August 7, 2022

Prescriptions: F.D.A. Approves Cell Therapy for Wrinkles

Blood stem cells, as from a bone marrow transplant, are used to treat serious cancers. Therapies using other types of stem cells, mostly still experimental, are envisioned to help repair damaged organs and to treat scourges like diabetes and Parkinson’s disease.

But cell therapy can also have its more trivial applications, like smoothing wrinkles. The Food and Drug Administration late Tuesday approved a therapy that uses a person’s own skin cells to help improve the appearance of the smile lines that can extend from the bottom of the nose to the sides of the mouth.

The treatment, called laViv, was developed by Fibrocell Science of Exton, Pa. It involves taking a sample of skin cells called fibroblasts, which make collagen, from behind the person’s ear. The sample is sent to the company’s laboratory, where the fibroblasts are multiplied in cell culture, a process that takes 11 to 22 weeks.

The cells are then sent back to the doctor, who injects them into the smile lines, (or frown lines), which are technically known as nasolabial folds.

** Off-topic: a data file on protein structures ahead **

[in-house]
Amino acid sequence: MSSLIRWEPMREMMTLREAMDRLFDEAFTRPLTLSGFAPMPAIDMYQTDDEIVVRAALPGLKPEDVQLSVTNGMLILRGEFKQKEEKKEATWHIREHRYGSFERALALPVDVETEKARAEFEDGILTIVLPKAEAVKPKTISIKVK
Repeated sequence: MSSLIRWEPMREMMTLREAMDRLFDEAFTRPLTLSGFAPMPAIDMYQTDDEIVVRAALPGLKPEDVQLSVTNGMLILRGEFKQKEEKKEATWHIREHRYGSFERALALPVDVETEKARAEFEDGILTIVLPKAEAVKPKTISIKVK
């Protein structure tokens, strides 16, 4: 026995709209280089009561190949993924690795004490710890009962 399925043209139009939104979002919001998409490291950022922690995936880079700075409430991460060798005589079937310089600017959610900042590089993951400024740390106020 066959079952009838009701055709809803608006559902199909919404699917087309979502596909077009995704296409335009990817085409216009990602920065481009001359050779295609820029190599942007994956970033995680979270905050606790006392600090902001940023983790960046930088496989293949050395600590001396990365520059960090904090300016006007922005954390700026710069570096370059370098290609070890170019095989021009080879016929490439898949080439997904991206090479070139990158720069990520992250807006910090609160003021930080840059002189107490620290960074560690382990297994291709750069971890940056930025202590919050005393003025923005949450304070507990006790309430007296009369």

The treatment was evaluated in two clinical trials with a total of 421 patients in which participants received either three treatments with laViv or three treatments with an injection that did not contain the cells. Six months after the third treatment, both the patients and their doctors, neither of whom knew whether the treatment or control was given, assessed the results.

In one study, 57 percent of the patients who got laViv thought the appearance of their own wrinkles had significantly improved, while only 30 percent of those in the control group thought so, according to the drug’s label. In the other study, 45 percent of those who got the treatment and 18 percent of those who got the control thought the appearance had improved.

Their doctors were a bit more critical. They thought the wrinkles’ appearance improved significantly in only 33 percent of the patients who received LaViv in one study and 19 percent in the other. But those figures were still higher than the 7 percent improvement in both studies for the control group.

The most common side effect, occurring in two-thirds of patients, were injection site reactions including redness, bruising, swelling, pain and hemorrhage.

LaViv will compete with various dermal fillers. Fibrocell has not announced a price, but a spokeswoman said it was expected to be $1,000 to $2,000 to create the personalized cell bank, and then perhaps $300 to $500 for each of the three treatment sessions.

Lack of funding has hindered development of the treatment. The company pursuing it, once known as Isolagen, filed for bankruptcy protection in 2009, but emerged a few months later as FibroCell.

Fibrocell’s shares, traded on the OTC Bulletin Board, were up 11 cents to $1.27 at 1:54 p.m.

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